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Living World

In praise of parasites

They worm into snails and infect the brains of fish. They’ve also found their way into Kevin Lafferty’s heart. He sees them as beautiful examples of sophisticated evolution, and as keys to ecosystem balance.

When the brain’s waste disposal system fails

Marco Sardiello explains how problems with the cell’s lysosomes lead to disease

Bypassing paralysis

By decoding brain activity with electrical implants, computers can help disabled people move a robotic arm — or their own

How a second language can boost the brain

Being bilingual benefits children as they learn to speak — and adults as they age

Fighting crime with statistics

Taking advantage of “natural experiments,” researchers analyze data to look at what works

Awesome ears: The weird world of insect hearing

Evolution made insect ears many times over, resulting in a dazzling variety of forms found in spots all over the body. Biologists are digging deep into some of those ears to figure out how and why they came to be.

Gut feelings

The same taste receptors found on the tongue are in the stomach, intestines and elsewhere, too. What are they doing there? Well, a lot.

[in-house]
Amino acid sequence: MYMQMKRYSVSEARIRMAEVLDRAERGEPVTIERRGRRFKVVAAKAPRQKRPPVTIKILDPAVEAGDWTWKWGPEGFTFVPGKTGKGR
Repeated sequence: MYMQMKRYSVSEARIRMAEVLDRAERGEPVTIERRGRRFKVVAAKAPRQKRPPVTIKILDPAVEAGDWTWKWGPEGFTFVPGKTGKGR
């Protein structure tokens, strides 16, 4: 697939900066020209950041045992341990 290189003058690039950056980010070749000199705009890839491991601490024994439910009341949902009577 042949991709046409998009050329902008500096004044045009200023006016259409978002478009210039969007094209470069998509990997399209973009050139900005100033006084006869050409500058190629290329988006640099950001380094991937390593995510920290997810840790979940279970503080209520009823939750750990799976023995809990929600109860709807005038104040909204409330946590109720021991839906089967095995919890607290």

A “subprime” crisis in housing? Think again.

Economist Antoinette Schoar and colleagues found that middle-class homebuyers had more to do with 2008’s real estate crash than the less-wealthy consumers usually blamed for it.

The financial crisis flared in an era of invisible high risk. Has the system been reformed?

Economists tracking changes post-recession say safeguards should reduce the vast vulnerabilities seen 10 years ago. But putting out fires may be harder.

Dangers of ecotourism: Up close and infectious

Travelers’ desire for intimate encounters with wildlife may threaten the animals they love

Truly, neurally, deeply

Scientists are developing AI systems called deep neural nets that can read medical images and detect disease — with astonishing efficiency

She sees dead bodies

An environmental historian looks at how Americans treat corpses and what it means

When courtroom science goes wrong — and how stats can fix it

COMIC: Bite marks, shoe prints, crime-scene fibers: Matches to suspects are often far shakier than courtroom experts claim. Better statistical methods — among them, a little beast known as the “likelihood ratio” — can cut down on wrong convictions.

Scientists look to new technologies to make food safer

From romaine to snack crackers, foodborne disease outbreaks have increasingly worried the public. Cold plasma and high-pressure systems might help reduce the risks.

Eyes in the sky: 5 ways drones will change agriculture

From spotting leaks to patrolling for pathogens, flying robots are taking up chores on the farm.

Searching for chocolate’s roots, and enemies, in Colombia’s wilderness

A newfound peace has spurred the hunt for disease-resistant wild cacao within the nation’s borders. What scientists find could help the country expand its role in the global trade.

As the Arctic warms, it’s losing more than just ice

SLIDESHOW: Also at risk are the many hidden habitats built into the sea’s frozen wilds.

3-D printing finds a custom foothold in manufacturing

From rocket thrusters to shoe soles, additive technologies expand their sights